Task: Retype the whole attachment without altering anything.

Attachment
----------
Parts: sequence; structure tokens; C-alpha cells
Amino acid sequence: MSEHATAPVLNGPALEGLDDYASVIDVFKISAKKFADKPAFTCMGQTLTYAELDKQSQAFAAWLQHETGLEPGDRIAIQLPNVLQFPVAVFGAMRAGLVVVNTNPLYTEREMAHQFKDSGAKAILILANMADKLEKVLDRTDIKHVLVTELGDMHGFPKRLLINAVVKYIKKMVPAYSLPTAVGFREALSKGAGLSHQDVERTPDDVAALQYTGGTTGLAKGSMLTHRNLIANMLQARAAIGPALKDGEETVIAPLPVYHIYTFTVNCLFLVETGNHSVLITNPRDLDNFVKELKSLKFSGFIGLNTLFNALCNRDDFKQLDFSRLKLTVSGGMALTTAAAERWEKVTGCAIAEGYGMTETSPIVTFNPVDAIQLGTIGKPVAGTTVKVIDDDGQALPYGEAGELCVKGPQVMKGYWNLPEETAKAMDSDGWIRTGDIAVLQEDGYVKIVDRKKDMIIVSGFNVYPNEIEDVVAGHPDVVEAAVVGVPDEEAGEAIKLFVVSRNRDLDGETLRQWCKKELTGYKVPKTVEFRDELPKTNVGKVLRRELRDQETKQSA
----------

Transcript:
Parts: sequence; structure tokens; C-alpha cells
Amino acid sequence: MSEHATAPVLNGPALEGLDDYASVIDVFKISAKKFADKPAFTCMGQTLTYAELDKQSQAFAAWLQHETGLEPGDRIAIQLPNVLQFPVAVFGAMRAGLVVVNTNPLYTEREMAHQFKDSGAKAILILANMADKLEKVLDRTDIKHVLVTELGDMHGFPKRLLINAVVKYIKKMVPAYSLPTAVGFREALSKGAGLSHQDVERTPDDVAALQYTGGTTGLAKGSMLTHRNLIANMLQARAAIGPALKDGEETVIAPLPVYHIYTFTVNCLFLVETGNHSVLITNPRDLDNFVKELKSLKFSGFIGLNTLFNALCNRDDFKQLDFSRLKLTVSGGMALTTAAAERWEKVTGCAIAEGYGMTETSPIVTFNPVDAIQLGTIGKPVAGTTVKVIDDDGQALPYGEAGELCVKGPQVMKGYWNLPEETAKAMDSDGWIRTGDIAVLQEDGYVKIVDRKKDMIIVSGFNVYPNEIEDVVAGHPDVVEAAVVGVPDEEAGEAIKLFVVSRNRDLDGETLRQWCKKELTGYKVPKTVEFRDELPKTNVGKVLRRELRDQETKQSA